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    hi P,
    Look at these two options.
    E
     
  11. MaxHeadRoom

    Expert

    Jul 18, 2013
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    The link for the Anemometer also shows a signal conditioning add on, it doesn't appear to show the nature of the output, will this be of any use to condition the signal for your PLC?
    I assume this is a PLC in the industrial sense (not microcontroller), some will have the option of rising edge detection for counting purposes.
    Max.
     
  12. piashaw

    Thread Starter New Member

    Apr 20, 2013
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    Thanks Eric, very interesting.

    My electronics is somewhat rusty as I haven't used it since the mid 80's properly......

    Why do I need the Vref, as opposed to just using Ground?
    How does one define the correct vref for different input voltages? Or does it not change?

    I am looking at the circuit just using a comparator rather than a preamp followed by a comparator.

    Thanks

    Peter
     
  13. piashaw

    Thread Starter New Member

    Apr 20, 2013
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    @MaxHeadRoom
    Yes it is an industrial PLC.

    The add-on only goes up to 15V MAX output.

    Trying to resolve an issue where the wrong anemometer has been used. Had a 40H (Hall effect ) version been bought, I wouldn't have to be trying to resolve this.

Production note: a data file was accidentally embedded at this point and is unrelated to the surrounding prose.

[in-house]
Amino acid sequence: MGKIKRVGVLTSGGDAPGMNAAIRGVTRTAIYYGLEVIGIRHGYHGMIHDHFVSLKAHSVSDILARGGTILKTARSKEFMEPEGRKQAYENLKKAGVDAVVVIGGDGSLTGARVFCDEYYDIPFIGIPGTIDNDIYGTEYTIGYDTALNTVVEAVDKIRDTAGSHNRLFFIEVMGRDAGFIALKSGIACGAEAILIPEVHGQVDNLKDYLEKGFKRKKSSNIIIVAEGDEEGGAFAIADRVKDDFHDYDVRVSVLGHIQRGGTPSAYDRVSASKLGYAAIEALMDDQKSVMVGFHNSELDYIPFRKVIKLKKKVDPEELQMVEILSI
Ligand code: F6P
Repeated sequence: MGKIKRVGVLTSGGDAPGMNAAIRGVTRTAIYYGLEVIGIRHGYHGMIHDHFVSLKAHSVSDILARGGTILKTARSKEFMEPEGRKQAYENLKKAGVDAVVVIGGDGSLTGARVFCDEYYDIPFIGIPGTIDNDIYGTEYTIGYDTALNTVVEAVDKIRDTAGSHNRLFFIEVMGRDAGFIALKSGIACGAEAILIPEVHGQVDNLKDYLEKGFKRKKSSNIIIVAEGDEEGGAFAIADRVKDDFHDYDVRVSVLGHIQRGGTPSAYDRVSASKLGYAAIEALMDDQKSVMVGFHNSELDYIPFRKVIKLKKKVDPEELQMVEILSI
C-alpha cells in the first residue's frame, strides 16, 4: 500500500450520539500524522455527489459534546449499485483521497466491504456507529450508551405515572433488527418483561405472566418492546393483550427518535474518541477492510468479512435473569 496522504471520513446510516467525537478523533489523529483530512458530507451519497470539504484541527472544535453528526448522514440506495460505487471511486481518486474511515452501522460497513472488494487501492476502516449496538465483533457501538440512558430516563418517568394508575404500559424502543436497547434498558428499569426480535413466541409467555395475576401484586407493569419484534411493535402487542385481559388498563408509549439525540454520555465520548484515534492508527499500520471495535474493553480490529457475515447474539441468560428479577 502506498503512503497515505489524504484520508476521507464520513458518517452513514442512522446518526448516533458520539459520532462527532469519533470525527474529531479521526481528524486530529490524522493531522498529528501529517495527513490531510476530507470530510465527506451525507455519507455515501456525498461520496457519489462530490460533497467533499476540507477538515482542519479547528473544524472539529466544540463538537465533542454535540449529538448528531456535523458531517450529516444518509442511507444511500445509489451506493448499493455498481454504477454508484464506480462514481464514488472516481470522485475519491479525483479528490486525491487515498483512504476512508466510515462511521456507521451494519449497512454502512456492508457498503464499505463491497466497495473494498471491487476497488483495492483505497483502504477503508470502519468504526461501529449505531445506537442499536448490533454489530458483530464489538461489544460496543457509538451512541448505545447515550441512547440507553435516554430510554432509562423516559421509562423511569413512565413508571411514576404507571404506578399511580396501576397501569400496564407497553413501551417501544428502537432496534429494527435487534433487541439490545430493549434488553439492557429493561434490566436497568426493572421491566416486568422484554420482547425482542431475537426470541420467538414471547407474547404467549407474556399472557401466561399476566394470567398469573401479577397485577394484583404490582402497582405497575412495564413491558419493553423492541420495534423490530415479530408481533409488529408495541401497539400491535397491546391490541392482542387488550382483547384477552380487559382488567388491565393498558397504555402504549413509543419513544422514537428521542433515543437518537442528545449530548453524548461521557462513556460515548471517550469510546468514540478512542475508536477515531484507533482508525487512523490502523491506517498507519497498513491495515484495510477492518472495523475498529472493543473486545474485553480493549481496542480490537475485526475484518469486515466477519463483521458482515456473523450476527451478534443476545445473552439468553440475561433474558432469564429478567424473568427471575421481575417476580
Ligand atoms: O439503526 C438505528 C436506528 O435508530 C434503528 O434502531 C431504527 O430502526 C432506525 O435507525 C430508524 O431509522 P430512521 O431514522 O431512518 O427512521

P
     
  14. ericgibbs

    Senior Member

    Jan 29, 2010
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    hi Peter.
    A LM393 can have either a negative or positive 'self offset', so its advisable to fix a defined Vref threshold voltage for the comparator.

    The Vref is set to about +20mV, it should stay at this value, so every time the input signal rises above +20mV the comp will switch, whatever the amplitude of the input signal.

    I am assuming from from your first post that the 80mVppk swings thru 0V.
    ie: +/-40mVpk.
    E
     
  15. piashaw

    Thread Starter New Member

    Apr 20, 2013
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    Yes it is a self generating sinewave from magnets, so yes fluctiation +-40mV.

    Ah now I understand the purpose of the Vref.

    In my case, as it is crossing zero, what benefit do I have of defining the vref rather than not caring about the internal offset and tying it to ground (0V)? (Unless the offset is likely to be close to or greater than the peak of the signal.)

    If you set a Vref manually, do you have to take the Internal offset into account at all or will you get exactly the Vref you set?

    For my reference, do they define they tell you the maximum possible offset in the datasheet and if so, what do I look for?
    Is it "Low Input Offset Voltage: 5.0 mV (max) LM293/393"

    Thanks

    P
     
    Last edited: Jan 23, 2014
  16. MaxHeadRoom

    Expert

    Jul 18, 2013
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    I may be off on this, but wouldn't simple half wave rectification do it?
    Then just Schmidt trigger the output up?
    Max.
     
  17. Alec_t

    AAC Fanatic!

    Sep 17, 2013
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    If the input signal goes below ground you will need to limit it, or offset it, so that the '393 input pin doesn't go below -0.3V (the rated minimum).
     
  18. vk6zgo

    Active Member

    Jul 21, 2012
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    Retro-style would be to just amplify it & put it through a bi-directional clipper circuit -----An overdriven amplifier,going into saturation at one extreme,& cutoff at the other would do it!:D